An initiative for a mobile parking management pilot program on the east side of Dublin's Bridge Street District seems to have stalled.

Dublin City Council members Sept. 9 voted 3-2 to move forward with the program, with John Reiner, Michael Keenan and Christina Alutto voting in favor of the motion and Jane Fox and Cathy De Rosa voting against it.

Mayor Greg Peterson and Vice Mayor Chris Amorose Groomes did not attend the meeting.

The motion failed, because four "yes" votes were required to carry the motion because only five members were present.

Dublin initiated a parking management study in 2016 with the new development that was occurring in the downtown Dublin area and the need to better manage new parking inventory, said Lindsay Weisenauer, a Dublin public affairs officer.

After hearing the results of a downtown Dublin parking study in September of last year, council authorized city staff members to proceed with issuing a request for proposals to find a technology partner for a mobile-only parking management system pilot program in the downtown area, she said.

The pilot was proposed Sept. 9, but after the council vote, the initiative now is on hold, Weisenauer said.

"Staff will take the feedback from City Council and use it to regroup," Weisenauer said.

"At this time, there is no timeline for when staff will return to council with a proposal."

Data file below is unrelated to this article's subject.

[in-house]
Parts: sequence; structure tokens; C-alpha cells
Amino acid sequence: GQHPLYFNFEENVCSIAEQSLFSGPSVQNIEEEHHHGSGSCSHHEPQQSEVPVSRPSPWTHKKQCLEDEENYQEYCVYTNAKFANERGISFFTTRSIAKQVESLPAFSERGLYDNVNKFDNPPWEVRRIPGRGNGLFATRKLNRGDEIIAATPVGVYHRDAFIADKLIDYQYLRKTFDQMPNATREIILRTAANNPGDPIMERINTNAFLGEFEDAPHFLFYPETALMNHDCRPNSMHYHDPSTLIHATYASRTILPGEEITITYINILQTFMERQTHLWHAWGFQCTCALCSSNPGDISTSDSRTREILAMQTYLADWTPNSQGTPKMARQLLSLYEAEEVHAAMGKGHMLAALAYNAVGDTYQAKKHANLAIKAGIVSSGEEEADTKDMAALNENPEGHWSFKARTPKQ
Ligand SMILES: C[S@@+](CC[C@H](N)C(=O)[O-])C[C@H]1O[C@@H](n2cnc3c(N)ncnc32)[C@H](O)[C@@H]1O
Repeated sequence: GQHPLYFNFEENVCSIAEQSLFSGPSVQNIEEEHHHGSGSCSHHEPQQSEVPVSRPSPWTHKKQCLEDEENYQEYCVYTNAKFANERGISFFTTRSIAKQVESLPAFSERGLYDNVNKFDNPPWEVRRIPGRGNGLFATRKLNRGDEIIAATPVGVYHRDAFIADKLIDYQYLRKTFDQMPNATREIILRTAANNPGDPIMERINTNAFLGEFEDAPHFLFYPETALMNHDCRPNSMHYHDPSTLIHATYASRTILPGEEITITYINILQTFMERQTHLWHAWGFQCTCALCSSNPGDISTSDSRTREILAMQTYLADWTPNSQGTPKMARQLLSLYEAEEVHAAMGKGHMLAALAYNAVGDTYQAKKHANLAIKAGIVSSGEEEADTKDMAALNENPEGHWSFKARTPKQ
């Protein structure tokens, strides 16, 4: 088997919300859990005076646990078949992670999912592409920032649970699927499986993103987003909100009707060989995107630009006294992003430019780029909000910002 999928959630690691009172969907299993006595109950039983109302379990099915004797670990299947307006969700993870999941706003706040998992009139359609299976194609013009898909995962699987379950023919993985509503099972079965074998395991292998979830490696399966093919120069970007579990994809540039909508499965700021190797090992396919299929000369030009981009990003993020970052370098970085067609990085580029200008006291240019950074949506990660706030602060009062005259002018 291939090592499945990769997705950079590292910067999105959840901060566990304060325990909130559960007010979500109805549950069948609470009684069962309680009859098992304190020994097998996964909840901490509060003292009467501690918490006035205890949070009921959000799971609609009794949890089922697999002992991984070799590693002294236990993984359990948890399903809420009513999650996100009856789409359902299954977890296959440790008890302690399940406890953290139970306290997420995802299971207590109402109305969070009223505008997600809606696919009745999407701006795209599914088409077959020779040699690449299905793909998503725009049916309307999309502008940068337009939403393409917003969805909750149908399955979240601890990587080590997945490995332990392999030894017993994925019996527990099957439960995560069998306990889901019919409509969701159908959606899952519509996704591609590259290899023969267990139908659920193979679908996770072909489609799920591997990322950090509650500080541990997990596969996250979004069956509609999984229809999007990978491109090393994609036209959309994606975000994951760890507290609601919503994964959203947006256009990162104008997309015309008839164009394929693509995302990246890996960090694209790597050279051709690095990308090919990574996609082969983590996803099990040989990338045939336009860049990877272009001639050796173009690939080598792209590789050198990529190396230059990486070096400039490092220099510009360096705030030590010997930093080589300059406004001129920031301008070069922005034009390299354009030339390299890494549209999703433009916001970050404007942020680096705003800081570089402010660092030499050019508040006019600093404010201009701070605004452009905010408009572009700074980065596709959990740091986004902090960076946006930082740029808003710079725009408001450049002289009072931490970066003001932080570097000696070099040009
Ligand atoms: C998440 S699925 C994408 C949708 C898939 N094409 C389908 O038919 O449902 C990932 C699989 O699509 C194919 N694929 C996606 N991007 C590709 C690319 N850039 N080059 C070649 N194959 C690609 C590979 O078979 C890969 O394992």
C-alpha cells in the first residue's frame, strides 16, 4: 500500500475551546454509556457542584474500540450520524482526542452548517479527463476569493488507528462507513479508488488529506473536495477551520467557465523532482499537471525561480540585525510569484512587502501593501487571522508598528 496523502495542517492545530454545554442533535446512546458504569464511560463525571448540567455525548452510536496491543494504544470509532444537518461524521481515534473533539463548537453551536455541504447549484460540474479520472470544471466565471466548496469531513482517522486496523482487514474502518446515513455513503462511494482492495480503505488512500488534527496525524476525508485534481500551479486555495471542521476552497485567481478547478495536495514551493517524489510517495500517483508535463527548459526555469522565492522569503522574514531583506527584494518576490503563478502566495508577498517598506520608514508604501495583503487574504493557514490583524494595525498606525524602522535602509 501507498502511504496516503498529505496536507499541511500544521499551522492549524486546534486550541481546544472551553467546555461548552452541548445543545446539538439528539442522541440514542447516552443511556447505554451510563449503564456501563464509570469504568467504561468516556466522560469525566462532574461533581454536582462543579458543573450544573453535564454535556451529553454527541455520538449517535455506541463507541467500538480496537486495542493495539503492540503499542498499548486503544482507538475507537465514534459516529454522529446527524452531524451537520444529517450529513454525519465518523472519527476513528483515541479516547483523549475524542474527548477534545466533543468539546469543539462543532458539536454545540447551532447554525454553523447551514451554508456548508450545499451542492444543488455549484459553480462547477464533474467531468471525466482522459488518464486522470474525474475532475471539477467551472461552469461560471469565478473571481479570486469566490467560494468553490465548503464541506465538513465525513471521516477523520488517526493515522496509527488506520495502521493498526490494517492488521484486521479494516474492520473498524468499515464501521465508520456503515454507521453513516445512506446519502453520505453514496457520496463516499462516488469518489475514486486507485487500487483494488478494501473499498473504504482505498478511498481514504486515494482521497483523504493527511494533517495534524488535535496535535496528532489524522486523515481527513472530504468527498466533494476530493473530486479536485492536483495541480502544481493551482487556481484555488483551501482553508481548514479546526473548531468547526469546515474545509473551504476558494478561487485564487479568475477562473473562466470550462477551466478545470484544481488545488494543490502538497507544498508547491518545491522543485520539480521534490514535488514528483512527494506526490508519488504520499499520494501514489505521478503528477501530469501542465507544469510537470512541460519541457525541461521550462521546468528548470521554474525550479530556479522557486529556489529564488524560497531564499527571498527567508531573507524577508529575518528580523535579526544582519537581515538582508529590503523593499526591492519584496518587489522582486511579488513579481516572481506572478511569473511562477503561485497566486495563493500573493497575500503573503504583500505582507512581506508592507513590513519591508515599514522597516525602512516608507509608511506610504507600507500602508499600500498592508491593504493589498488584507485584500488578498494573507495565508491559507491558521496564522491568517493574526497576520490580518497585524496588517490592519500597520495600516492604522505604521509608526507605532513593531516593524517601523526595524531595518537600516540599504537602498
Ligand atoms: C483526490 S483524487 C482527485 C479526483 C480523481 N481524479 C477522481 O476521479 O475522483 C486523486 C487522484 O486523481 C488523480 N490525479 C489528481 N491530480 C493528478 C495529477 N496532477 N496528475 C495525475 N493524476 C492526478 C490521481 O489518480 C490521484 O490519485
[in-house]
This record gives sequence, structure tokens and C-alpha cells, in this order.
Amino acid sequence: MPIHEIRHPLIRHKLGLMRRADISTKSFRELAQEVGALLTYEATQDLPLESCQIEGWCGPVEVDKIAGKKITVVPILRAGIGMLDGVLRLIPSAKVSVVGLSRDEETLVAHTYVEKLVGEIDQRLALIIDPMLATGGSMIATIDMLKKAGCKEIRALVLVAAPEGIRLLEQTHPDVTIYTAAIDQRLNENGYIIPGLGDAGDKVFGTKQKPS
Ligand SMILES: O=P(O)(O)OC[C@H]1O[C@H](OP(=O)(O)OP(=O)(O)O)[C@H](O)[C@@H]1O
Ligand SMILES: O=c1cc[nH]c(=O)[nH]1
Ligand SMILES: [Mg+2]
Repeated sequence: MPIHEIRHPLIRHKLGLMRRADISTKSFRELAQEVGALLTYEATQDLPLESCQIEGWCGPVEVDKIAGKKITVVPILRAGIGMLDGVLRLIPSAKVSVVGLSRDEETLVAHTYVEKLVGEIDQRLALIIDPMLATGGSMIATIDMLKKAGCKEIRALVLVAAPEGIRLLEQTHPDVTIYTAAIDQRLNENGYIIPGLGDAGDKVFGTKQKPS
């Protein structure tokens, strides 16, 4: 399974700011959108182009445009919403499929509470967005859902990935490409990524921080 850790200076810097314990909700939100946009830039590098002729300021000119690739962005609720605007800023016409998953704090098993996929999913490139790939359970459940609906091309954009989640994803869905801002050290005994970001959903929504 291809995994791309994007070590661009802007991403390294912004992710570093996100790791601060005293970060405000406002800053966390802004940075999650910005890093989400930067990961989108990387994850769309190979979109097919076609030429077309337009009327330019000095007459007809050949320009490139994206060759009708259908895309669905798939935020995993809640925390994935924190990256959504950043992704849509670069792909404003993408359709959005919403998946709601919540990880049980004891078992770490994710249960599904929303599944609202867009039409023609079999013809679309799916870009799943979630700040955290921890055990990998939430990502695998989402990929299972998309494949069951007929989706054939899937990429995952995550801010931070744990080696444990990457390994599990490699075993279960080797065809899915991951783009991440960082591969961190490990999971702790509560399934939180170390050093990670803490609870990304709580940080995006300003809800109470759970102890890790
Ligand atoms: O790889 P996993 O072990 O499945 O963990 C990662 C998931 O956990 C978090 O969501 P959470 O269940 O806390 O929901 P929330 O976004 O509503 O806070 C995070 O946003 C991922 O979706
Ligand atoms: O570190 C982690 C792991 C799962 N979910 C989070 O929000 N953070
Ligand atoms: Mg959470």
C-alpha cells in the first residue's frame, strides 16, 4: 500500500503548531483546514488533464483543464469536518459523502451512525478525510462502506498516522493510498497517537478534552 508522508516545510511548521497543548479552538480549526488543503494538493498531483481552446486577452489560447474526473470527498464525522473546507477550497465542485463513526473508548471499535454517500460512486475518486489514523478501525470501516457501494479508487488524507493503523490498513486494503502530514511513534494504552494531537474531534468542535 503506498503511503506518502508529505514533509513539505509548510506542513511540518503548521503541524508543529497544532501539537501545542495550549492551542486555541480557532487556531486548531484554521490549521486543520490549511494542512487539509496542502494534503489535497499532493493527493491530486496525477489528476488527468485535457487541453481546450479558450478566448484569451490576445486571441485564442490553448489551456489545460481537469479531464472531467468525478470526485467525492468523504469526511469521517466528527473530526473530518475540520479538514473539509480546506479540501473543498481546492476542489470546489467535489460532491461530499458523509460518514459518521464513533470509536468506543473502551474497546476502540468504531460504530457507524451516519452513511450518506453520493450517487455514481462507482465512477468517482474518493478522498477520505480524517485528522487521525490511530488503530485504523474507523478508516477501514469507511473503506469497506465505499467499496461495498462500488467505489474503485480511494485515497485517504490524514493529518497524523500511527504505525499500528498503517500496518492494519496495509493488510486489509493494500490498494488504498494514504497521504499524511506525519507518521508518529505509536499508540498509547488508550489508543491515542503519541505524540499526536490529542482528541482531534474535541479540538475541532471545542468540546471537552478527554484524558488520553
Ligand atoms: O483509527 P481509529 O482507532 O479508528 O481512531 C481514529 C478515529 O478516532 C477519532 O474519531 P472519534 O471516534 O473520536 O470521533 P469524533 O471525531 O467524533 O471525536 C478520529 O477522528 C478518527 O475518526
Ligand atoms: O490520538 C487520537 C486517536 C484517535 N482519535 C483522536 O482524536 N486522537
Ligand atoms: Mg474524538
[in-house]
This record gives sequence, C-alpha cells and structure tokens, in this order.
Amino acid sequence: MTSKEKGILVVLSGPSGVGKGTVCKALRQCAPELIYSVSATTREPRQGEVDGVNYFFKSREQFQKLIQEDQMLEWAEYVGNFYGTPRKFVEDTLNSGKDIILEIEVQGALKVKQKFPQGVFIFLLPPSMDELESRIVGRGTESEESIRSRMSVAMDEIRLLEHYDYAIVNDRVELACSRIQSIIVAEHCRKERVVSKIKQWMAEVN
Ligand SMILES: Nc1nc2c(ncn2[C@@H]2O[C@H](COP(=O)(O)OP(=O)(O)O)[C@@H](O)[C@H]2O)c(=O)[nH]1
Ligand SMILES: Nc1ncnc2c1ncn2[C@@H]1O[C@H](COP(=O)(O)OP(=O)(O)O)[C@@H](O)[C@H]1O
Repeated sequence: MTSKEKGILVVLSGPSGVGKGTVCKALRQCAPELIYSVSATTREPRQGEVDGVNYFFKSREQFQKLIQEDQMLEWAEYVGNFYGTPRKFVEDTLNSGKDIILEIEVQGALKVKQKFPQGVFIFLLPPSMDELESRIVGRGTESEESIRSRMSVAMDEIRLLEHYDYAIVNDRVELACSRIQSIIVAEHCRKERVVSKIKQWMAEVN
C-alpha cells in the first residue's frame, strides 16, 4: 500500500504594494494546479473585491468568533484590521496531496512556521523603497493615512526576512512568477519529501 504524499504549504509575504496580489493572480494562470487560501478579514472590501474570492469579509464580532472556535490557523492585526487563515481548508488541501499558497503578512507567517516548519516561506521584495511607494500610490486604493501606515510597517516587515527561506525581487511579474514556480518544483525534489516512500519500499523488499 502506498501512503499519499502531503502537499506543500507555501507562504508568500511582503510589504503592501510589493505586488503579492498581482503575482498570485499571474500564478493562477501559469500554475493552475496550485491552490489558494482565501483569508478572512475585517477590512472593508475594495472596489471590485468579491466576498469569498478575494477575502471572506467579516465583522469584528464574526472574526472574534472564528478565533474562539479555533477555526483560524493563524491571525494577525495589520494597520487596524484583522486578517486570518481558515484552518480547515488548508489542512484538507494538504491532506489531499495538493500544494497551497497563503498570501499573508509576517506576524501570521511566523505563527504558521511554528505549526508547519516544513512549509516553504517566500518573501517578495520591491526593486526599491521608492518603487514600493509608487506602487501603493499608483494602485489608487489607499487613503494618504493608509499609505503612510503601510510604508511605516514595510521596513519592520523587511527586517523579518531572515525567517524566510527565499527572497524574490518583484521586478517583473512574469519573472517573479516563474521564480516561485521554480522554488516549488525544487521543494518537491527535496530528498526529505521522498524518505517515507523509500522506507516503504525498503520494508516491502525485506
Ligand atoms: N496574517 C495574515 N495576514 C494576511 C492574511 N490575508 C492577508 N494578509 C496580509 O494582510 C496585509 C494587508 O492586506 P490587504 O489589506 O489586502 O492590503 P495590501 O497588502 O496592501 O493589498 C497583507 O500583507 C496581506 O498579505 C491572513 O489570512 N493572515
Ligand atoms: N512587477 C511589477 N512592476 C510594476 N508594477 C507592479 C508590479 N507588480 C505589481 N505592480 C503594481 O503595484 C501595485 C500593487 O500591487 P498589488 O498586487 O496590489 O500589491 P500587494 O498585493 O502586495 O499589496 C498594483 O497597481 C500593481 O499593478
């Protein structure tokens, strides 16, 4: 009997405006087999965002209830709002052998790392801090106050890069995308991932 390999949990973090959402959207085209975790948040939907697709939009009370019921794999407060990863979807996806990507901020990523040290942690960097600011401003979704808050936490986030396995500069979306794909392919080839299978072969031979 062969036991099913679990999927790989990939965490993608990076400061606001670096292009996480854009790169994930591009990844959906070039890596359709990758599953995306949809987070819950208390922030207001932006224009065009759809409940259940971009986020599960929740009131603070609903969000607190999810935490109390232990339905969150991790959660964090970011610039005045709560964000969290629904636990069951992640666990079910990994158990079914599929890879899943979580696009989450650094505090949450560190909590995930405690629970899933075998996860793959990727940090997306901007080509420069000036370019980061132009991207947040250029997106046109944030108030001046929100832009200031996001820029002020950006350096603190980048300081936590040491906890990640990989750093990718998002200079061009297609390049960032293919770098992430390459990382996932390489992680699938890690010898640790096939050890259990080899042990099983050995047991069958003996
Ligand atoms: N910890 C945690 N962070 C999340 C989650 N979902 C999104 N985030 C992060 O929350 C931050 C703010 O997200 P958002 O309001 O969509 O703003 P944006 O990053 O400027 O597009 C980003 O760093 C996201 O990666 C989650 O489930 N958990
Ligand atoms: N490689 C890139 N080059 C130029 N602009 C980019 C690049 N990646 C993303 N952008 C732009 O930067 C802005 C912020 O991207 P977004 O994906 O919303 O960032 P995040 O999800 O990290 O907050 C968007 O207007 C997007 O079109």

The original proposal was for the city to work with ParkMobile, an on-street reservation-and-event-parking-app developer during the pilot, according to a Sept. 3 memo to council members.

The nine-month pilot program would have covered on-street spaces on Riverside Drive, Longshore Street (from Tuller Ridge Drive to Banker Drive) and Bridge Park Avenue, according to the memo.

Pricing was recommended at $1 per hour from 10 a.m. to 5 p.m. with a two-hour time limit and $2 per hour with no time limit from 5 to 9 p.m.

Handicapped parking spots and loading zones would have been free.

Alutto, who is chairwoman of council's public services committee that recommended the pilot program, said the mobile-parking pilot was introduced as a way to help curbside parking spaces turn over multiple times throughout the day.

The city has heard complaints from businesses in the Bridge Street District that residents, employees and construction vehicles are parking in on-street parking spaces all day, Alutto said.

Residents, she said, are able to park for free in parking garages in the district.

The parking app, she said, would be an alternative to on-foot police enforcement in providing an opportunity for people to change their behavior.

"This isn't intended to be punitive in any way," Alutto said.

The reason for the pilot, she said, would be to ensure the program would be the right choice for the area.

"If it's not working for our business owners, we shouldn't do it," Alutto said.

Reiner, who also sits on the public devices committee, said because the program would be a study, "it's not a fixed-in-stone deal by any measure."